Deteriorating Statistics

Mike Mandel asks what statistics I would like to see improved. Answer: all of them.

Back in the post-war years, some of the smartest economists in the world set up statistical agencies in the leading industrialized nations. If they can’t measure how an economy is doing, policymakers are essentially driving blindfolded. So a lot of time and money and effort was put into getting those measurements right.

Since then, however, a lot has changed. For one thing, globalized economies have become much more dynamic and fluid and fast-moving, which makes them much harder to measure. But at the same time, statistical agencies have become intellectual backwaters, home to underpaid and underfunded technocrats who receive roughly zero in the way of thanks or glory and who are much more likely to be on the receiving end of budget cuts than they are to get the significant increases in funding that they need to keep up with the economy’s complexity.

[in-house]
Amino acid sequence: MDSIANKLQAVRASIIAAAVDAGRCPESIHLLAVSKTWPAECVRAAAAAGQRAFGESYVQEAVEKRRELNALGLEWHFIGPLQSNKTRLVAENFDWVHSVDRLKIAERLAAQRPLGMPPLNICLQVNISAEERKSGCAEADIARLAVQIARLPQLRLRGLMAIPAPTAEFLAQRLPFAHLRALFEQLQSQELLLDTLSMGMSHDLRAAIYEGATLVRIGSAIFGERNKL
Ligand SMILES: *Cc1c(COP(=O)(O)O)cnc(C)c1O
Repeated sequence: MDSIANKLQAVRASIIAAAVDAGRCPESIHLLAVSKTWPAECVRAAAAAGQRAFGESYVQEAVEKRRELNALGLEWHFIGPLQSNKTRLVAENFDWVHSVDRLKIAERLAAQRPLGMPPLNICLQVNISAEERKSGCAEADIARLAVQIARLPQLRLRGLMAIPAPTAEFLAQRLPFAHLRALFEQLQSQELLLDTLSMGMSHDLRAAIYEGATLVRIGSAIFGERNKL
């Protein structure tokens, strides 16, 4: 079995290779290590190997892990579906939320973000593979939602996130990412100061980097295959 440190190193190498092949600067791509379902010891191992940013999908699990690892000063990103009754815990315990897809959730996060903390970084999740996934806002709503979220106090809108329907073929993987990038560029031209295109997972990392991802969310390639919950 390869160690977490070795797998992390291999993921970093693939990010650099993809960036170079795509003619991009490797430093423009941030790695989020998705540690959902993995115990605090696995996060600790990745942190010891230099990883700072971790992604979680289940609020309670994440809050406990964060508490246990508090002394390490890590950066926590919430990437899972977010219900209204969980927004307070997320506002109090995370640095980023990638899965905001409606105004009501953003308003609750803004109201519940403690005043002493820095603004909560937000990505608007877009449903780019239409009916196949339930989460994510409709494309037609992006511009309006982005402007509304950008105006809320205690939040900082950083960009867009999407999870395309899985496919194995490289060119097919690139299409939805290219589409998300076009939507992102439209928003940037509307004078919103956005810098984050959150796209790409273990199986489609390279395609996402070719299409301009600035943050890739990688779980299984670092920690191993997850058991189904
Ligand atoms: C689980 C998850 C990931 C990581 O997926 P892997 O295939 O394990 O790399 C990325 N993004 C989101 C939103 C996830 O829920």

Nowadays, the only time that governments really put a lot of time and effort into improving their national statistics seems to be during periods when emerging-market countries are running large current-account deficits and need to borrow a lot of money from worried international bond investors. Which is hardly the case at the moment. So I’m not hopeful that anything is going to improve significantly, either in the developed or in the developing world. After all, "I’ll provide funding for higher-quality statistical datasets" is not exactly a major vote-getter in any democracy. More’s the pity.

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